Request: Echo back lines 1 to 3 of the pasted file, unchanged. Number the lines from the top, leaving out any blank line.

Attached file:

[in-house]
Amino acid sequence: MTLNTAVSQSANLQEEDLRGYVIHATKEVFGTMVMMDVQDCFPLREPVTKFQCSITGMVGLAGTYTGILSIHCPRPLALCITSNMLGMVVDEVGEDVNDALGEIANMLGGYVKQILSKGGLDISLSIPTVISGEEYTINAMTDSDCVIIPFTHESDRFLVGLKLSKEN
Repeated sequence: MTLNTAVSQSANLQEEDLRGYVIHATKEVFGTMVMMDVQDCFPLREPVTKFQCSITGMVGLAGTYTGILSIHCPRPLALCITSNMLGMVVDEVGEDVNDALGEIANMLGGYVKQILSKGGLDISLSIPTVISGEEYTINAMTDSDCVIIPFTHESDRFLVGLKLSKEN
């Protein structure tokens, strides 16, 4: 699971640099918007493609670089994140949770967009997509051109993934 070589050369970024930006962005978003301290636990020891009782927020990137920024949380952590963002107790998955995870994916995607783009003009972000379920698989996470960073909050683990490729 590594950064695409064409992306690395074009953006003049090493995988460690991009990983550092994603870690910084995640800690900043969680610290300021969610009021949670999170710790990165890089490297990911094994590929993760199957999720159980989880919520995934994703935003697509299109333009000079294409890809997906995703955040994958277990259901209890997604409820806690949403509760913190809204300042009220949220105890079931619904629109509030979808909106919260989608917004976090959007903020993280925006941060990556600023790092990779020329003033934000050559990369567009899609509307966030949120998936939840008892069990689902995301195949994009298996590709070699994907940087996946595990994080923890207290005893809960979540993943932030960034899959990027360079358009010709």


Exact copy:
[in-house]
Amino acid sequence: MTLNTAVSQSANLQEEDLRGYVIHATKEVFGTMVMMDVQDCFPLREPVTKFQCSITGMVGLAGTYTGILSIHCPRPLALCITSNMLGMVVDEVGEDVNDALGEIANMLGGYVKQILSKGGLDISLSIPTVISGEEYTINAMTDSDCVIIPFTHESDRFLVGLKLSKEN
Repeated sequence: MTLNTAVSQSANLQEEDLRGYVIHATKEVFGTMVMMDVQDCFPLREPVTKFQCSITGMVGLAGTYTGILSIHCPRPLALCITSNMLGMVVDEVGEDVNDALGEIANMLGGYVKQILSKGGLDISLSIPTVISGEEYTINAMTDSDCVIIPFTHESDRFLVGLKLSKEN